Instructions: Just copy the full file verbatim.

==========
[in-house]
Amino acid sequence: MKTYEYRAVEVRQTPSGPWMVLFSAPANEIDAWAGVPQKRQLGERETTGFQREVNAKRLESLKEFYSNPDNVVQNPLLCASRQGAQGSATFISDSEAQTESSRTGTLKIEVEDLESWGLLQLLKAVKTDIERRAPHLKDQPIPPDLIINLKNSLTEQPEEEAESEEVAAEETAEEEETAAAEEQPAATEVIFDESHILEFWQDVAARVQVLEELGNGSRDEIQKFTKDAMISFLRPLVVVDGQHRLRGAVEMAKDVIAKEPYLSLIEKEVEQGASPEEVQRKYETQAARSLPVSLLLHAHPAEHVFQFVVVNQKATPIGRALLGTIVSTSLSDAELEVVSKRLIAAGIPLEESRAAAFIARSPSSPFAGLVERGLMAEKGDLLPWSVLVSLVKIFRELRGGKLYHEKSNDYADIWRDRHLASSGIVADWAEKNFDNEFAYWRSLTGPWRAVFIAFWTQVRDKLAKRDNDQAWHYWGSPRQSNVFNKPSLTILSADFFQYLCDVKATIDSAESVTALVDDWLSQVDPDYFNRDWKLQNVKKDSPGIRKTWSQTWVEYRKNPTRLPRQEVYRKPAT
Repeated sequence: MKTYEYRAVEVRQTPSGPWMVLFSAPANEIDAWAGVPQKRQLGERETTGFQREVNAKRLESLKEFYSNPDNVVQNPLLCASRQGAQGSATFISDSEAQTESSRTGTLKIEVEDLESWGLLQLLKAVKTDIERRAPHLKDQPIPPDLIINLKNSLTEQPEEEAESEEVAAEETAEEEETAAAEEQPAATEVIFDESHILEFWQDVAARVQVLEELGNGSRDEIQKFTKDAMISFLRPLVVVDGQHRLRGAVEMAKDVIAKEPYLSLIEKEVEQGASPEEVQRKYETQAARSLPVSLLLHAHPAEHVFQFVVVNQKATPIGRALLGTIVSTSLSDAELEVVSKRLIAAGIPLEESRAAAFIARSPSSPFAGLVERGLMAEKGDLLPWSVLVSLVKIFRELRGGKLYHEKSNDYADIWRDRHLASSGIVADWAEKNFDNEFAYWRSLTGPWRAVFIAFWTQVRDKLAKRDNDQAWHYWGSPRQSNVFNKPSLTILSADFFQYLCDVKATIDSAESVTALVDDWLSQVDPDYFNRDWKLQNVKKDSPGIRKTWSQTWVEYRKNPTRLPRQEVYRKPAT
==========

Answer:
[in-house]
Amino acid sequence: MKTYEYRAVEVRQTPSGPWMVLFSAPANEIDAWAGVPQKRQLGERETTGFQREVNAKRLESLKEFYSNPDNVVQNPLLCASRQGAQGSATFISDSEAQTESSRTGTLKIEVEDLESWGLLQLLKAVKTDIERRAPHLKDQPIPPDLIINLKNSLTEQPEEEAESEEVAAEETAEEEETAAAEEQPAATEVIFDESHILEFWQDVAARVQVLEELGNGSRDEIQKFTKDAMISFLRPLVVVDGQHRLRGAVEMAKDVIAKEPYLSLIEKEVEQGASPEEVQRKYETQAARSLPVSLLLHAHPAEHVFQFVVVNQKATPIGRALLGTIVSTSLSDAELEVVSKRLIAAGIPLEESRAAAFIARSPSSPFAGLVERGLMAEKGDLLPWSVLVSLVKIFRELRGGKLYHEKSNDYADIWRDRHLASSGIVADWAEKNFDNEFAYWRSLTGPWRAVFIAFWTQVRDKLAKRDNDQAWHYWGSPRQSNVFNKPSLTILSADFFQYLCDVKATIDSAESVTALVDDWLSQVDPDYFNRDWKLQNVKKDSPGIRKTWSQTWVEYRKNPTRLPRQEVYRKPAT
Repeated sequence: MKTYEYRAVEVRQTPSGPWMVLFSAPANEIDAWAGVPQKRQLGERETTGFQREVNAKRLESLKEFYSNPDNVVQNPLLCASRQGAQGSATFISDSEAQTESSRTGTLKIEVEDLESWGLLQLLKAVKTDIERRAPHLKDQPIPPDLIINLKNSLTEQPEEEAESEEVAAEETAEEEETAAAEEQPAATEVIFDESHILEFWQDVAARVQVLEELGNGSRDEIQKFTKDAMISFLRPLVVVDGQHRLRGAVEMAKDVIAKEPYLSLIEKEVEQGASPEEVQRKYETQAARSLPVSLLLHAHPAEHVFQFVVVNQKATPIGRALLGTIVSTSLSDAELEVVSKRLIAAGIPLEESRAAAFIARSPSSPFAGLVERGLMAEKGDLLPWSVLVSLVKIFRELRGGKLYHEKSNDYADIWRDRHLASSGIVADWAEKNFDNEFAYWRSLTGPWRAVFIAFWTQVRDKLAKRDNDQAWHYWGSPRQSNVFNKPSLTILSADFFQYLCDVKATIDSAESVTALVDDWLSQVDPDYFNRDWKLQNVKKDSPGIRKTWSQTWVEYRKNPTRLPRQEVYRKPAT